Comelec says can't compel bets to undergo drug test due to SC ruling

Ina Reformina, ABS-CBN News

Posted at Nov 19 2021 06:29 PM

MANILA — The Commission on Elections (Comelec) cannot compel candidates in the May 2022 elections to submit themselves to mandatory drug testing, citing a Supreme Court (SC) ruling that struck down a previous order as unconstitutional.

“Substance abuse is not among the disqualifications provided for by law. In any case, the Comelec did try to require candidates to submit a negative drug test several elections ago. The move was disapproved by the Supreme Court,” Comelec spokesman James Jimenez said in a statement Friday.

This came after President Rodrigo Duterte on Thursday claimed that one presidential aspirant is a cocaine user.

"There’s even a presidential candidate na nag-cocaine... May kandidato tayo na nagko-cocaine; yan, mga anak ng mayaman," Duterte said.

Duterte refused to name the presidential aspirant, but alluded he is among the top contenders.


In 2008, the SC struck down as unconstitutional section 36 (g) of the Comprehensive Dangerous Drugs Act (RA No. 9165) and Comelec Resolution 6486 - both pertaining to mandatory drug testing of candidates.

Section 36 (g) likewise compelled those seeking to be appointed in government office to undergo the mandatory requirement.

“All candidates for public office whether appointed or elected both in the national or local government shall undergo a mandatory drug test,” the said section read.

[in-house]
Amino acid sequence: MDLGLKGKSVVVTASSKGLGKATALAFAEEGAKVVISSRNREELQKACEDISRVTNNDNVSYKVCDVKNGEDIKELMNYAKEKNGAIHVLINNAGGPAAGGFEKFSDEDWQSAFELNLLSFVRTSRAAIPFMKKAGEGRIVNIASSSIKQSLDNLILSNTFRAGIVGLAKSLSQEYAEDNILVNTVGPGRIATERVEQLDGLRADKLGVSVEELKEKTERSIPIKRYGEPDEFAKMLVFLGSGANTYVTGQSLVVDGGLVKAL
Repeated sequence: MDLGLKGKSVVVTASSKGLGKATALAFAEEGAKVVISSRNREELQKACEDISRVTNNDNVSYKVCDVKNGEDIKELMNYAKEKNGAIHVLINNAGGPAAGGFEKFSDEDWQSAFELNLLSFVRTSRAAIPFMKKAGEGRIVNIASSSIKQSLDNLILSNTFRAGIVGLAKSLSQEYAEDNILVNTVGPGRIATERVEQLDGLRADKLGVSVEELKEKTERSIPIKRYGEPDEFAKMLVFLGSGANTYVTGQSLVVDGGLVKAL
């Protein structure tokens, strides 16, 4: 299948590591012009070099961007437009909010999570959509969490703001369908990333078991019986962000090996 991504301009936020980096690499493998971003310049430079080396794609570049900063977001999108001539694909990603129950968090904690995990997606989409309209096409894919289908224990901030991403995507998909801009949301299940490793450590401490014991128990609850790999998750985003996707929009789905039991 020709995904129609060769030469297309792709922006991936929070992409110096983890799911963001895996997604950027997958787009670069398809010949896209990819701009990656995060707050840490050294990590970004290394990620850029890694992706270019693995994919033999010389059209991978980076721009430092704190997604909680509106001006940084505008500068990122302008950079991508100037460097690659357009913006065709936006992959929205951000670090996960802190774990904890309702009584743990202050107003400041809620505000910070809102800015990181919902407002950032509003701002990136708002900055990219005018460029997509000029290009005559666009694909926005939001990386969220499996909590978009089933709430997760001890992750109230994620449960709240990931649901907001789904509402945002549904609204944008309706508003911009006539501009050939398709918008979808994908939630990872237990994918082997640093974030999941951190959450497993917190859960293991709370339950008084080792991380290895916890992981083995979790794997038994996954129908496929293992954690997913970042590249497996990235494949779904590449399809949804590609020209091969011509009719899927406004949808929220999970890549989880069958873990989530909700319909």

Meanwhile, the assailed Comelec resolution required all candidates for national and local positions in the May 10, 2004 elections to “undergo mandatory drug test in government forensic laboratories or any drug testing laboratories monitored and accredited by the Department of Health.”

In its ruling, the high court sided with the argument raised by petitioner Sen. Aquilino Pimentel, Jr. that the Constitution provides only for a maximum of 5 qualifications for one to be a candidate for senator namely, (1) citizenship, (2) voter registration, (3) literacy, (4) age, and (5) residency.

“It is basic that if a law or an administrative rule violates any norm of the Constitution, that issuance is null and void and has no effect. The Constitution is the basic law to which all laws must conform; no act shall be valid if it conflicts with the Constitution. In the discharge of their defined functions, the three departments of government have no choice but to yield obedience to the commands of the Constitution. Whatever limits it imposes must be observed,” the decision, penned by then Associate Justice Presbitero Velasco, Jr., stated.

It further pointed out, “In the same vein, the Comelec cannot, in the guise of enforcing and administering election laws or promulgating rules and regulations to implement Sec. 36(g), validly impose qualifications on candidates for senator in addition to what the Constitution prescribes.”

The high court stressed, “The right of a citizen in the democratic process of election should not be defeated by unwarranted impositions of requirement not otherwise specified in the Constitution."


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